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Vision Enhanced

John Hagelin
Meditative Candidate: John Hagelin of the Natural Law Party hopes that if his party is popular enough, the mainstream may absorb some of his ideas.

Of Neanderthals, therapists and hedgehogs 4 Prez

By Richard Sine

Everyone slams the two major candidates in this year's presidential elections for a lack of "vision." Well, there was plenty of vision at last week's Third Party Debate at Stanford University. Like the crystal-clear vision that follows a traumatic blow to the head.

To our left on the red-curtained stage we had Howard Phillips, crown jewel of the U.S. Taxpayers party. Phillips is a blocky, scowling man with bushy black eyebrows, deep-set eyes and recessive forehead, whose views are as Paleolithic as his appearance. He's an outgrowth of the Patriot movement, with its Founding Fathers fetish and conviction that every law not in the Constitution or the Bible is fraudulent. In the debate he expressed his desire to publish the names of prostitutes "just as in the old days when we put people in the stocks."

In the middle we have John Hagelin, pride of the Natural Law Party. A quantum physicist who briefly worked at the Stanford Linear Accelerator, Hagelin literally believes that we can end war, illness and crime if we just got enough people to practice Transcendental Meditation, pioneered by the Maharishi Mahesh Yogi. The stage lights shined off the top of Hagelin's pill-shaped head, producing a kind of aura. The edges of his mouth upturned slightly in a beatific grin. He speech was lilting and vaguely hypnotic. It is not hard to picture him at Camp David, telling Yasser Arafat: "You seem hostile."

Finally there was Libertarian candidate Harry Browne. The majority of the 400 or so in the audience were Brownies who'd heard of the debate from friends or the Internet. Tall, slender and silver-haired, Browne looked like a fox, but played more the part of hedgehog, with his constant mantra, "Government doesn't work." His views sounded fine until they started sounding ridiculous. At one point, he insisted that environmental laws were silly because the worst water pollution was caused by "dumping into government streams."

I can trace my disillusionment with politics to the watching of presidential debates. I was a college student swooning with the fire-wrought purity of radical ideas. I stared at the candidates' faces on the television screen and thought: Their lips are moving, but they're not saying anything.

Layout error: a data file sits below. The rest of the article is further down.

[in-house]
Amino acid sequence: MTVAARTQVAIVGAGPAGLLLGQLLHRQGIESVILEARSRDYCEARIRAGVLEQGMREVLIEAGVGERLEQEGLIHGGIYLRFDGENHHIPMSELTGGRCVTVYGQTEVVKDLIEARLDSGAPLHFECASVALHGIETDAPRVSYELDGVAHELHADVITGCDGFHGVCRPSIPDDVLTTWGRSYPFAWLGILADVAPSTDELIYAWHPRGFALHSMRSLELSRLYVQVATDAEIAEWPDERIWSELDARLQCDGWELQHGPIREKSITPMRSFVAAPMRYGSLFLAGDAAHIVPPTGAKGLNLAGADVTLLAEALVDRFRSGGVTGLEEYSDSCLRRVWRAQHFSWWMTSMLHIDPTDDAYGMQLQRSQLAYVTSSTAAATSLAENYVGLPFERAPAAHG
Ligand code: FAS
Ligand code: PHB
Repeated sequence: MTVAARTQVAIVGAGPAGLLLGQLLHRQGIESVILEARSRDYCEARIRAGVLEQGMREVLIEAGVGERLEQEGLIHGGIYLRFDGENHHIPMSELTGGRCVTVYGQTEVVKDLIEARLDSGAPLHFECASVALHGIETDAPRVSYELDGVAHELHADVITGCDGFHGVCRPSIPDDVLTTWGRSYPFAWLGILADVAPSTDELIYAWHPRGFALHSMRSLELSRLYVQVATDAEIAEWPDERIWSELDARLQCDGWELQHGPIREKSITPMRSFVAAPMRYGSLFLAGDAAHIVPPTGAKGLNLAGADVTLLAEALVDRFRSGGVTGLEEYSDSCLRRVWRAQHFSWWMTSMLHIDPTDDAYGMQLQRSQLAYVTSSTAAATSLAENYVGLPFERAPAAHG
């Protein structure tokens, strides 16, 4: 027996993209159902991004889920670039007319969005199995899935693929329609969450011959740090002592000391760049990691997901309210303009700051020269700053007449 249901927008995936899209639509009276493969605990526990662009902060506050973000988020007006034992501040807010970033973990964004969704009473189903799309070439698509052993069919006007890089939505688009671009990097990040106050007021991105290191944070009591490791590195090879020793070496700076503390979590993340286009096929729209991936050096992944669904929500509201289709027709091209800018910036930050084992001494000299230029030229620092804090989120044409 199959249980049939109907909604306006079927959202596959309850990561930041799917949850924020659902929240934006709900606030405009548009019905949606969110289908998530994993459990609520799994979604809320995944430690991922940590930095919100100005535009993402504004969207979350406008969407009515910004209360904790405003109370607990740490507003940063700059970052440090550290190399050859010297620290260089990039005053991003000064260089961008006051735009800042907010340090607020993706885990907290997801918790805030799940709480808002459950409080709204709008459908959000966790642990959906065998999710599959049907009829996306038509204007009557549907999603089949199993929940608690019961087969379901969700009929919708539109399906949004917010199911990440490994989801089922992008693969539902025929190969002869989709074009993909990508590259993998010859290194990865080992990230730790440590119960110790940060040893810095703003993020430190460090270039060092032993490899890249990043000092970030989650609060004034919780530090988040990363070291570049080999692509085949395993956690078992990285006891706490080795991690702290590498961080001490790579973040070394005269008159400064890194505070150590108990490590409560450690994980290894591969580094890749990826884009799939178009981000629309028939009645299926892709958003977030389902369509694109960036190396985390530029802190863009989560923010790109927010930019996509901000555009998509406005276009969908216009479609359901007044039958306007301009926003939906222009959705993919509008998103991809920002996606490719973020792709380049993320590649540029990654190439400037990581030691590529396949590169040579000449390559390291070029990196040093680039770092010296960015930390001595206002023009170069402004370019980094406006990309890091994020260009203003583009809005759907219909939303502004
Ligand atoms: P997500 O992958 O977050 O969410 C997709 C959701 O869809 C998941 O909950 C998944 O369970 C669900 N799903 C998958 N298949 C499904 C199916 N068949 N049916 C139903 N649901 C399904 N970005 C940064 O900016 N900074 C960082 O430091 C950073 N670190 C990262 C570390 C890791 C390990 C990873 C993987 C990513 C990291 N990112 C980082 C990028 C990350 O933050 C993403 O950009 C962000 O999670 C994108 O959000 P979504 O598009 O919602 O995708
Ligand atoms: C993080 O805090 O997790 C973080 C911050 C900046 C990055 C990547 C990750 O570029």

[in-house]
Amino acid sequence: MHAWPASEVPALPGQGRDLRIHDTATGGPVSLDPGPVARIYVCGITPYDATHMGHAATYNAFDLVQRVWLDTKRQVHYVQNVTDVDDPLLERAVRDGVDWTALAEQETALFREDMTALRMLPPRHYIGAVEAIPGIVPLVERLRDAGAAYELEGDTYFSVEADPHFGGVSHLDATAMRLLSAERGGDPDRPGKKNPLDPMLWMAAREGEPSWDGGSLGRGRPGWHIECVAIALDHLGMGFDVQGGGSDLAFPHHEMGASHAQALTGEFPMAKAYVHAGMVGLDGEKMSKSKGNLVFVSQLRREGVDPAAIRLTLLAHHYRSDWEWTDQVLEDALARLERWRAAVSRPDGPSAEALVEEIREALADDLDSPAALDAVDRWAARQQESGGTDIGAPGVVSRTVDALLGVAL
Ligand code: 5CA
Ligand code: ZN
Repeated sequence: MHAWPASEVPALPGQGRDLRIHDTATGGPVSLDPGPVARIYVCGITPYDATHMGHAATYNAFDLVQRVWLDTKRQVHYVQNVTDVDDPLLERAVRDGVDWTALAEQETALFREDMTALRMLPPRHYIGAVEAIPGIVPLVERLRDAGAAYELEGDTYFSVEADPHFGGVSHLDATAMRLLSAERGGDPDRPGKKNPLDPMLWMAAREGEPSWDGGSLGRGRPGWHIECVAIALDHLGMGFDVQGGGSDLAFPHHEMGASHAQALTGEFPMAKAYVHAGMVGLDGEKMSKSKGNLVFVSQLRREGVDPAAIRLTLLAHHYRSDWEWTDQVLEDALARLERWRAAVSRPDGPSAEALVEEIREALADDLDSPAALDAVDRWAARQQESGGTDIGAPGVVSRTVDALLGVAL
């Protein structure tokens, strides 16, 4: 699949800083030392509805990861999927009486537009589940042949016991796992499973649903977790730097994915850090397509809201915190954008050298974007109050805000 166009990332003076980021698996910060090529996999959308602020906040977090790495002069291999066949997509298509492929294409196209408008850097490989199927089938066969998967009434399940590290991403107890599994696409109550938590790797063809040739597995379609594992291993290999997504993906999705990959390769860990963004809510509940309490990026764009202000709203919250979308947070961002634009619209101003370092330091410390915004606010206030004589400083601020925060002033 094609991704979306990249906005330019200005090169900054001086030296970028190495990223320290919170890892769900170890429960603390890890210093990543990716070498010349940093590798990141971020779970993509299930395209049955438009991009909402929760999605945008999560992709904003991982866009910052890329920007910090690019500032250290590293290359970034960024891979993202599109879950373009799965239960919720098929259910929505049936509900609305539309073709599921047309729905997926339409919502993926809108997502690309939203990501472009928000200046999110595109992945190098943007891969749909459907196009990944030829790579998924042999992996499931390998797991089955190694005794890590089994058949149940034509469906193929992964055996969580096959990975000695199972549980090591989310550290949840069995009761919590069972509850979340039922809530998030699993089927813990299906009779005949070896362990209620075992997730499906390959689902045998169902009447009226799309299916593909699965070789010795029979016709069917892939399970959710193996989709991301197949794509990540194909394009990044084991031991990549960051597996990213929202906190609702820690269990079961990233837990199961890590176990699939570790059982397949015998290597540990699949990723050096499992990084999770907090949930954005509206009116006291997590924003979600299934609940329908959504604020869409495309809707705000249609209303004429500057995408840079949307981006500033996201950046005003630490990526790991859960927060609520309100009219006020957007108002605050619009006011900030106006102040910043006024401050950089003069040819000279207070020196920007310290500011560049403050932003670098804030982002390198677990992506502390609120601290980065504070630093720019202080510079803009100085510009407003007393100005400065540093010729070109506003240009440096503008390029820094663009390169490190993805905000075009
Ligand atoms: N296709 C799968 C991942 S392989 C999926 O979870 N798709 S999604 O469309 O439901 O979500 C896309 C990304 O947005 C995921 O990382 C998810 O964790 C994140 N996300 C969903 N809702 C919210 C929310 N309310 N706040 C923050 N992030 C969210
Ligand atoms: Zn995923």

How apt, then, that this debate took place at a college campus. These folks had plenty to say, and there was certainly more frank discussion of issues like the war on drugs, campaign finance reform and immigration than at the televised debates.

There were also better zingers. Phillips: "We don't need more prisons, we need more executions." Browne: "If we're responsible for the defense of Europe, then what are the Europeans responsible for? The defense of Asia?"

Browne and Hagelin, at least, had done some serious thinking on the issues, and each promoted agendas, like drug legalization and sustainable agriculture, that deserve more attention in the mainstream.

After the debate I pulled Hagelin away from his entourage of tall, soft-spoken therapist types--his Sensitive Service--to ask him why he was tilting at windmills. Hagelin's response: He hopes his party will win a few local seats. And he hopes that if his party is popular enough, the mainstream may be forced to absorb some of his ideas. It's happened before, he says: women's suffrage and the minimum wage were first promoted by third parties.

Hagelin may deserve to be heard, but he certainly doesn't deserve to be president. A nation ruled by therapists may be even scarier than one ruled by businessmen or lawyers. Ideas like libertarianism, Transcendental Meditation and Constitutionalism that sound great in a college classroom gain sinister and totalitarian overtones when you propose to rule the country by their tenets, and take them into the arena of foreign policy.

There's a reason perfectly decent presidential candidates may lack the "vision" so coveted in this and other contests. First of all, they may have a pragmatic streak, which is rather useful in a leader. They may actually be willing to hear ideas other than their own, and be open to compromise. They may not want to promise things they can't deliver--even a president can't do everything.

If Bill Clinton ever really inhaled, he may have had "vision" once, too. But I'm glad he came down before he ran for president.

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From the October 31-November 6, 1996 issue of Metro

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